When Cheryl Conroy Warren’s late father fished an old etching out of a Yale dumpster about 18 years ago, she didn’t think much of it. But this summer, she learned the piece is an original print by contemporary Chinese artist Zao Wou-Ki, valued at $10,000 to $15,000.

Warren made the discovery while attending “Antiques Roadshow” in Harrisburg, Pennsylvania on June 3. She was once the owner of Antiques of Wilderwood in Milford, Connecticut, where she appraised and sold pieces dealt by her family and friends in the area. Despite being a New York University\trained appraiser, though, she had trouble identifying the foreign signature on the etching. Her father, Arnold Conroy, brought the piece to shortly before she was involved in an auto accident in 2000, which left her unable to walk without assistance for almost a year. The injury led to the closing of the store two years later.

“You can’t do a year of art history and think you know a lot — you don’t. When my father found the piece and brought it to me, I didn’t know what it was, and I, at the moment, didn’t have time to look up what it was,” Warren said. “Now, the etching by Zao Wou-Ki, his signature first of all is in Chinese. And I don’t read Chinese. I saw that, and I had zero clue. But I would also never sell anything until I knew what it was worth.”

When appraising items in her shop, Warren said, she would consult her library of art history books to try to determine the most accurate value for pieces.

Warren’s father had been working on a construction project for Yale when he first discovered the etching in a Yale dumpster. “Dumpster diving,” as Warren calls it, was a common practice him and his daughter, who shared a love for the renewable and repurposed. But this dive was different.

“It obviously had just been put into the dumpster, because the glass was broken on it, but nobody had thrown something else on top of it,” Warren said. “Because if someone had then come by and thrown something else on top of it, then the broken glass would have ruined the etching. And if the truck had come and picked up the dumpster, it would have been compressed and it would have been gone. The reality is that my father saved that original work of art from destruction.”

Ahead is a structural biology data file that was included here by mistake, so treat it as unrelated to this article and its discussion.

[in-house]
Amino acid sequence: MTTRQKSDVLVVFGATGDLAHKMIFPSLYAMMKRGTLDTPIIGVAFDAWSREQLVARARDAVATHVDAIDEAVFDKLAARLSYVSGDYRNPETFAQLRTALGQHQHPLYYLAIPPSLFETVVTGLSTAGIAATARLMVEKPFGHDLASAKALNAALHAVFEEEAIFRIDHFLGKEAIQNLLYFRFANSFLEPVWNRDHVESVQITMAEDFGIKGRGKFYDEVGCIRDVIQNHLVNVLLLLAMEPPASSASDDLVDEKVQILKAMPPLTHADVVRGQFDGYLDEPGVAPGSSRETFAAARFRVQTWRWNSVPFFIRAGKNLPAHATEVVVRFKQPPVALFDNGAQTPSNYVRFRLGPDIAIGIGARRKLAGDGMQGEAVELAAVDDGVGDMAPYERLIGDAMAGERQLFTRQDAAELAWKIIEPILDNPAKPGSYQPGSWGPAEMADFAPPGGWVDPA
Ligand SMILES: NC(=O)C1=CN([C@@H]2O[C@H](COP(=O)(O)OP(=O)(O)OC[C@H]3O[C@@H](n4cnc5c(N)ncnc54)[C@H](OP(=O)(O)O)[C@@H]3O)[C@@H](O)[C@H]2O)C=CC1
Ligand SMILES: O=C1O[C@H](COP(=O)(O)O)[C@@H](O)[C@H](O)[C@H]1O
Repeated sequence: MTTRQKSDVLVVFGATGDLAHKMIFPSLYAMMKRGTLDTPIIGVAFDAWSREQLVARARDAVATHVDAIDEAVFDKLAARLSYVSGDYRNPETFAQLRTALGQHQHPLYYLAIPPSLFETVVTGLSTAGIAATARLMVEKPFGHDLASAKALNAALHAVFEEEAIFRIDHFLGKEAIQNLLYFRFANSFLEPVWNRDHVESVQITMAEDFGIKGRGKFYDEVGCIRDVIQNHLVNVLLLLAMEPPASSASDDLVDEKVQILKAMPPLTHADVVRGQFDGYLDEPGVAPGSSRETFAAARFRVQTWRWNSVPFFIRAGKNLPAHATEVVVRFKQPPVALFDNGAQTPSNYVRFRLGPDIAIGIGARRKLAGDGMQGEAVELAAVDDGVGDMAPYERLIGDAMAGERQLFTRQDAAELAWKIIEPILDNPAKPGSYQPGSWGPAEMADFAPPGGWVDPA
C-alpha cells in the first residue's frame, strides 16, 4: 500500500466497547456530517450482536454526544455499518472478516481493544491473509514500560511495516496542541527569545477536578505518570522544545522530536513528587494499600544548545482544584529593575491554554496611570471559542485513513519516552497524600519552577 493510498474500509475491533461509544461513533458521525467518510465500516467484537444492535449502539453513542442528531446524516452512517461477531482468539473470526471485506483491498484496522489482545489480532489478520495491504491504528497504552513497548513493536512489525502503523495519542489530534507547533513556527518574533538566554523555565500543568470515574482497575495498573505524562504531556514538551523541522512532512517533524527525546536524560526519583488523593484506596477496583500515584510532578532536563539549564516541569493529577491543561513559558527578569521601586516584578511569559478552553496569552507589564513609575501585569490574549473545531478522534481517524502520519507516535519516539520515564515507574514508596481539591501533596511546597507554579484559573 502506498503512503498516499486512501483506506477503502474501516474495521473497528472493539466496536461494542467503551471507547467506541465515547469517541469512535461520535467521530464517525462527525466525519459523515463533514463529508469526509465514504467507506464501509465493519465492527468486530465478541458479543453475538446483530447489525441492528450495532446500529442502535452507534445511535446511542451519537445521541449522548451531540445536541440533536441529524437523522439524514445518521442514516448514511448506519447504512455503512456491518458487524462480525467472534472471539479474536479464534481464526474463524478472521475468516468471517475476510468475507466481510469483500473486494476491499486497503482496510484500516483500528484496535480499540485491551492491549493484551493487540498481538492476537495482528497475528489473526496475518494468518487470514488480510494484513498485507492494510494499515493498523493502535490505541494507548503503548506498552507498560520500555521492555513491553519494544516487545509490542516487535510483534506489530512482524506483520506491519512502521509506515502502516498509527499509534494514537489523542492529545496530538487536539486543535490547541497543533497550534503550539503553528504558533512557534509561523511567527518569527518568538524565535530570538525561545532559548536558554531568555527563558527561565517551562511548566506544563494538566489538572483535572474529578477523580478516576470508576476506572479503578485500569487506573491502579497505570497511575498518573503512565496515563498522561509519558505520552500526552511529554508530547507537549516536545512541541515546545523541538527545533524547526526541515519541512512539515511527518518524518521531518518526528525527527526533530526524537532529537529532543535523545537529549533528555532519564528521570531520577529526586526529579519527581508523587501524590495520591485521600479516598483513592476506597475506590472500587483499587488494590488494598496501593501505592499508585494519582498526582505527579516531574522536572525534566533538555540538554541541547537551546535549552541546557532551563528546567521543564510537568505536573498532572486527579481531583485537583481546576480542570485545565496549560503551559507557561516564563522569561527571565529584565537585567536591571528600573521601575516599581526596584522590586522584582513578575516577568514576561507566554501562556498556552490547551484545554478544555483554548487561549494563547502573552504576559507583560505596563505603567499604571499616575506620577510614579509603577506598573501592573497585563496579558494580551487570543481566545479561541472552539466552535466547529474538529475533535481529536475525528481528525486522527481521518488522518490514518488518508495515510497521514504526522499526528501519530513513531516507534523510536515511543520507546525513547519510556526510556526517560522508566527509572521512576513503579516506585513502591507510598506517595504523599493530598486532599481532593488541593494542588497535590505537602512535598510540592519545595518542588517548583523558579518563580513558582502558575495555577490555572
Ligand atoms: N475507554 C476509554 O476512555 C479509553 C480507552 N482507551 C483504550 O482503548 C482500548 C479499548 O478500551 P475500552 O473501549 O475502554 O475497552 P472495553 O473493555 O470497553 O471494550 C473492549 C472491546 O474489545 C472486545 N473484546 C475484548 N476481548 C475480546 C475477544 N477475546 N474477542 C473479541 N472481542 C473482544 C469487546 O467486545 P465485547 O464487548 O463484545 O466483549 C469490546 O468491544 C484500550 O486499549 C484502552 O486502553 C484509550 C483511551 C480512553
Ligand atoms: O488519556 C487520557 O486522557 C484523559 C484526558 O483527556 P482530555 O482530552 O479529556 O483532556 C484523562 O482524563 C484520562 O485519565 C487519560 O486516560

Warren had always meant to have the item appraised, but, between running two businesses, she never found the time. When she finally made it to the road show she brought the etching and a ceramic lamp, hoping the latter would be as valuable as she thought it was.

When the lamp was announced to be worth only $500, Warren entered the line for prints and fine art appraisals, where she met Todd Weyman, vice president at Swann Auction Galleries and fine-arts prints expert for Antiques Roadshow. Weyman has worked for the show for the past 21 seasons. He knew the piece was worth airing as soon as he saw it, and, after pitching the segment, had Warren meet with the producers to fill out the paperwork.

Weyman identified the work as “Flora and Fauna” by Zao Wou-Ki, completed in 1951. Warren’s copy is number 190 out of the 200 made.

“It’s an early work of his, while his work was still representational,” said Weyman. “His work became completely abstract. And you can see that in the work. You actually see the flora and fauna.”

Denise Leidy, curator of Asian art at the Yale University Art Gallery, said Wou-Ki studied calligraphy and painting as a child in China before moving to France, where he was influenced by abstract expressionists.

“He is kind of the first global artist in the way that he was rooted in one tradition and then moved to another,” Leidy said.

Weyman valued the piece to be worth anywhere between $10,000 to $15,000, but added he would not be surprised if it sold for more at auction. He said there has been a recent growth in the modern Asian art market and that Wou-Ki’s paintings have sold for over a million dollars within the past five years.

Before attending the road show, Warren had no idea of its worth and was not informed of the suggested value until Weyman told her during the recording of her segment. Not only was she surprised, but her opinion of the work has since changed.

“When I saw it I was like ‘really dad?’ It looked like a bunch of stick people. I was not impressed,” Warren said. “But now, I look at it and I really appreciate it. I’ve taken it out several times and each time I look at it, I see something else. It’s a splash of stuff. There’s so much going on. It’s unbelievable.”

Warren has not yet sold the etching, but plans to eventually, when she finds the appropriate market. She hopes to use money from its sale to finance her mother’s new kitchen. She thinks that’s what her father would have wanted.

“My mom and dad were married for over 65 years and they were attached at the hip. So, anything that was my father’s was my mother’s. That’s the way they were,” she said. “I just wish my dad was alive. I wish he could see this. I wish he knew what his find was worth. That’s all I could say. I hope he knows. I hope he’s around and he knows. I think he’d be laughing his ass off if he knew.”

The segment during which the etching was appraised aired on Jan. 15.

Gaby Mencio | gaby.mencio@yale.edu